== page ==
Two die in driverless Tesla crash in US

High-voltage batteries made the rescue difficult as they reignited several times

The remains of a Tesla vehicle are seen after it crashed in The Woodlands, Texas, April 17, 2021, in this still image from video obtained via social media. Video taken April 17, 2021. SCOTT J. ENGLE via REUTERS  ATTENTION EDITORS - THIS IMAGE HAS BEEN SUPPLIED BY A THIRD PARTY. MANDATORY CREDIT.
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A Tesla car crashed into a tree and burst into flames in Houston, Texas, killing two people.

Officials said the car, which has a driver-assist system called Autopilot, appeared to have been driving itself at the time of the crash, according to media reports.

"Our preliminary investigation is determining – but it is not complete yet – that there was no one at the wheel of that vehicle ... we are almost 99.9 per cent sure," Harris County Precinct 4 constable Mark Herman told the Wall Street Journal.

One of the victims was in the front passenger seat and the other was in the back seat of the Tesla 2019 Model S when it veered off a bend at high speed, according to the newspaper.

It took emergency responders and firefighters about four hours and about 120,000 litres of water to put out the fire, said Mr Herman.

The high-voltage batteries used in Tesla cars made things difficult for rescue workers.

The batteries are known to reignite several times after firefighters extinguish a fire involving electric vehicles, according to the US government's National Transportation Safety Board.

“If a high-voltage battery is damaged, energy remains inside any undamaged cells, with no path to discharge it ... responders have no way of measuring how much remains ... and no way of draining, other than time-consuming methods as allowing a battery fire to burn itself out,” said the NTSB.

Tesla did not immediately respond to The National’s request for comment. After the crash, the electric car maker’s founder and chief executive Elon Musk tweeted about the safety of Tesla’s driver-assist system.

“Tesla with Autopilot engaged now approaching 10 times lower chance of accident than average vehicle,” he said on Sunday.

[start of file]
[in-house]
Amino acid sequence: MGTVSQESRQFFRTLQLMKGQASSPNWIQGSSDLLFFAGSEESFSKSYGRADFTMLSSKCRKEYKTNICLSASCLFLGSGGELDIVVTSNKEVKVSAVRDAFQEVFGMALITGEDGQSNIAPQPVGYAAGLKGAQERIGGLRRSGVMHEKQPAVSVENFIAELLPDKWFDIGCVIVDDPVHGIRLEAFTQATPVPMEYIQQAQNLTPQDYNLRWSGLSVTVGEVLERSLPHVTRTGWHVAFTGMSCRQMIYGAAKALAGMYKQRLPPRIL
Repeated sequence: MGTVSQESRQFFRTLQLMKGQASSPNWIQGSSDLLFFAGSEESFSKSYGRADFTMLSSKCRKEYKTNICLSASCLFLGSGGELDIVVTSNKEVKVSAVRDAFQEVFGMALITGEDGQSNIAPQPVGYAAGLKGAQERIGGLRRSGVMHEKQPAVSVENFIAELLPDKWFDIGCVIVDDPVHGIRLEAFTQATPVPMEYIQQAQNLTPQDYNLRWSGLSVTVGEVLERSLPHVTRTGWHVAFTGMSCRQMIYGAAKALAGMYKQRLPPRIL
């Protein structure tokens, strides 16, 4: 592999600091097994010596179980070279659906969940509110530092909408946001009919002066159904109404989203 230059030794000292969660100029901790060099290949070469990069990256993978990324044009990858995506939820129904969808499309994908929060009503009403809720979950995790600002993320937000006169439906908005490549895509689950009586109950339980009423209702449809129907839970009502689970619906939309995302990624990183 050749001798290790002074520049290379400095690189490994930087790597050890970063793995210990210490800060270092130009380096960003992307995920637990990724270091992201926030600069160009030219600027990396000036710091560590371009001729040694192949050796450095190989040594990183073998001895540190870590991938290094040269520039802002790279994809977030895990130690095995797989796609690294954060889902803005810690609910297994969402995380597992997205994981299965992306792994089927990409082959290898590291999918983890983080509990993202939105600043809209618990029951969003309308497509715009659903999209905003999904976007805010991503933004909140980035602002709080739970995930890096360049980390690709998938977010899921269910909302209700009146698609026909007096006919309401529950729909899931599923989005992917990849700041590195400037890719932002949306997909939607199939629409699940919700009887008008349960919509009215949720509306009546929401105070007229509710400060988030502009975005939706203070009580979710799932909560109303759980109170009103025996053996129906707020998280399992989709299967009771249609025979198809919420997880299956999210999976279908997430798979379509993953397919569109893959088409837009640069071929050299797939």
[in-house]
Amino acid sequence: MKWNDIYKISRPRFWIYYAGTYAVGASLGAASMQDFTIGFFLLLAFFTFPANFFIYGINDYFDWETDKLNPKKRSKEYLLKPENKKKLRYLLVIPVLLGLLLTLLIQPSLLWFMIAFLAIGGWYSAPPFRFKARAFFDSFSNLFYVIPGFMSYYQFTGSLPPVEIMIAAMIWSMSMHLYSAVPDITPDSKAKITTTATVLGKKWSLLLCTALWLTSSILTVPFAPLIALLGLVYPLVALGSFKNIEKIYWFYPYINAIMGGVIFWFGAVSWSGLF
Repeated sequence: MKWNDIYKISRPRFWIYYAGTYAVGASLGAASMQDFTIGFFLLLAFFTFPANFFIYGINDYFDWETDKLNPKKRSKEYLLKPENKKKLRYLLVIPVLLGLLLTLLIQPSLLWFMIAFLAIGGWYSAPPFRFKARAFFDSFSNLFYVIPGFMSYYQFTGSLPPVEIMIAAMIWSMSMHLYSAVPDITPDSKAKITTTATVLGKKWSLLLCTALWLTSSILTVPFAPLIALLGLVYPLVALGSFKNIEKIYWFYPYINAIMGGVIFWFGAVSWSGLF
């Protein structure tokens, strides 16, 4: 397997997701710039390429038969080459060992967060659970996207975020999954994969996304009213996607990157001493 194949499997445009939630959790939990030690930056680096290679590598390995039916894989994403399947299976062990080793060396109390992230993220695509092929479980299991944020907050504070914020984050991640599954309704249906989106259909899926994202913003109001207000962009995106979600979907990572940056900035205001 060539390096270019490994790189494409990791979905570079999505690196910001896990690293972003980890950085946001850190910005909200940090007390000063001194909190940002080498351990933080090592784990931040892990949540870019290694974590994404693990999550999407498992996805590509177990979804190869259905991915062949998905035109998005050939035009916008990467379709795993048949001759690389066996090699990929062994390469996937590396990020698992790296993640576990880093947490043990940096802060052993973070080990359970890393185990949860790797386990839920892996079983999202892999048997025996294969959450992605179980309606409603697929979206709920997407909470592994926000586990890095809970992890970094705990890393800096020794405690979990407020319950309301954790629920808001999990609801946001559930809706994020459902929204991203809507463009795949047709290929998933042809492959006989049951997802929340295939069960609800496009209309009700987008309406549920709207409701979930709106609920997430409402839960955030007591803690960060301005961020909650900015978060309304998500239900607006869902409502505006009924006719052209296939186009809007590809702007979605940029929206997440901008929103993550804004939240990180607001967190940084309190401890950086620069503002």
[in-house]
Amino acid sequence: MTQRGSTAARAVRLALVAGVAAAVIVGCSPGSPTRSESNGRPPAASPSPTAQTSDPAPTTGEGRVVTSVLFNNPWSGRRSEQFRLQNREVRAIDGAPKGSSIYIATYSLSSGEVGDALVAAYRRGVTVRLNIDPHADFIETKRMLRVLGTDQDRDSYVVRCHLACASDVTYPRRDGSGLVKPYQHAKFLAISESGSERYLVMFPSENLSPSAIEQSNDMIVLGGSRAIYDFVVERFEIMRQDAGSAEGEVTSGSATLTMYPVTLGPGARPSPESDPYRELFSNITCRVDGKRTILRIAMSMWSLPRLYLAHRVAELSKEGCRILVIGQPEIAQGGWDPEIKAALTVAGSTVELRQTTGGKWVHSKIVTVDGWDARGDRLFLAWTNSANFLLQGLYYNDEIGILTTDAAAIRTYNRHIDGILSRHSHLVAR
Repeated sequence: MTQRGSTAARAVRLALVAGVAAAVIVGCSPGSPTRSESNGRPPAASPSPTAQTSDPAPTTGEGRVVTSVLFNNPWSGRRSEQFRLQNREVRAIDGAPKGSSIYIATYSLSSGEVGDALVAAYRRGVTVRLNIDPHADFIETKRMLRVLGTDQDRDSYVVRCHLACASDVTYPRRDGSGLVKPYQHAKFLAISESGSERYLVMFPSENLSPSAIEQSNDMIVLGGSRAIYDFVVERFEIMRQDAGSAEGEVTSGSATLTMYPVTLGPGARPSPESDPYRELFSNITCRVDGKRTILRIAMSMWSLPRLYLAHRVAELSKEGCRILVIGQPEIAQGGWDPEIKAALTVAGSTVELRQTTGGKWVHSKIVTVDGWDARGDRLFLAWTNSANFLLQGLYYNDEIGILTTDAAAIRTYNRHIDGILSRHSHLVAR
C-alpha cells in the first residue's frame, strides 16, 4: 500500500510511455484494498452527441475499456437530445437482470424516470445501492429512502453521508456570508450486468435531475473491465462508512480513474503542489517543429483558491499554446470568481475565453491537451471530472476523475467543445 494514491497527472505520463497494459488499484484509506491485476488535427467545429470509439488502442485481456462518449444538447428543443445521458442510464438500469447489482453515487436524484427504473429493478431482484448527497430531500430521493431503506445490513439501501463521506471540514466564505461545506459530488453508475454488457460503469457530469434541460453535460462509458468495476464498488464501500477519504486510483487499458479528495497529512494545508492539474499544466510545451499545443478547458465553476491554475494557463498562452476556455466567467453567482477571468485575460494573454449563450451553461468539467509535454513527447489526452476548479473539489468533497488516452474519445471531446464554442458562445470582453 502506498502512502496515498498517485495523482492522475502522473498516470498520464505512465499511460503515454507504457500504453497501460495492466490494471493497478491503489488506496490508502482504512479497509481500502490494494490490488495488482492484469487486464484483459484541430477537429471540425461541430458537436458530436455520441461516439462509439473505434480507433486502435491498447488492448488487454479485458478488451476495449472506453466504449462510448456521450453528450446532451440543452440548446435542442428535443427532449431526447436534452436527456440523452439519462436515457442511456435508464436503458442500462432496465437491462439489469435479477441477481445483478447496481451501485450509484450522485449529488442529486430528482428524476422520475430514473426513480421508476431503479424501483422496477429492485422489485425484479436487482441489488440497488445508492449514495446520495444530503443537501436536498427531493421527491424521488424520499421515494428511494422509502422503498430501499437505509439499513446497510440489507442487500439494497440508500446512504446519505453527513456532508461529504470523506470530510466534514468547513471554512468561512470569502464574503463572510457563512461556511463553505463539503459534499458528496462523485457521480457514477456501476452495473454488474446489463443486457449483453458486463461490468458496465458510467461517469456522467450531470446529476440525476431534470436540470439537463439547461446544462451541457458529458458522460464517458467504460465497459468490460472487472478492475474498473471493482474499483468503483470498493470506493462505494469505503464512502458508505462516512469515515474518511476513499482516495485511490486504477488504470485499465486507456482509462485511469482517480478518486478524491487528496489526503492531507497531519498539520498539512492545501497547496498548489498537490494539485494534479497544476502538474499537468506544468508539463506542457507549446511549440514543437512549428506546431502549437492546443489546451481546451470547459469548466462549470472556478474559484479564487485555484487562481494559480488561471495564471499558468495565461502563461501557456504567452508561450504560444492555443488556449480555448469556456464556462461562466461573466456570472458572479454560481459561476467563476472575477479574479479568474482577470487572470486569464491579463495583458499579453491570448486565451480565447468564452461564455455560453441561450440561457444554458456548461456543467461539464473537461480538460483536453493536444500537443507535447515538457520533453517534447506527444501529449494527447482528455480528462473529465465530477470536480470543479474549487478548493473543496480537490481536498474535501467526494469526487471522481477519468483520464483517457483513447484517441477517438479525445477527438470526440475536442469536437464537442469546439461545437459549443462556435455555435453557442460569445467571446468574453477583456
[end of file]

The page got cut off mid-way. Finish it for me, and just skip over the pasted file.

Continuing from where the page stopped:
All new Tesla cars come with the standard driver-assist feature but the company clearly said that it does not plan to make its vehicle fully autonomous.

“While these features are designed to become more capable over time, the currently enabled features do not make the vehicle autonomous.”

Autopilot is supposed to be engaged where there is a “fully attentive driver” who has his “hands on the wheel and is prepared to take over at any moment”, the California-based company said.

In the first quarter of this year, Tesla registered one accident for every 6.74 million kilometres driven with Autopilot engaged.

The company recorded one accident for every 3.29 million km when Autopilot was not engaged but other active safety measures were switched on.

Last month, the National Highway Traffic Safety Administration said it opened 27 investigations into crashes involving Tesla vehicles.

The US road safety agency sent its team to investigate two crashes in Michigan and Detroit. The Michigan accident happened on March 17 when a Tesla in Autopilot mode crashed into a parked police car.

FILE PHOTO: Tesla charging stations are pictured in a parking lot in Shanghai, China March 13, 2021. Picture taken March 13, 2021. REUTERS/Aly Song/File Photo
Tesla charging stations in a parking lot in Shanghai. Reuters

The Detroit accident was on March 11 and involved a Tesla that crashed into a lorry, leaving a passenger in serious condition.

In December 2019, a speeding Tesla Model S slammed into a Honda Civic at an intersection in Los Angeles, killing two people.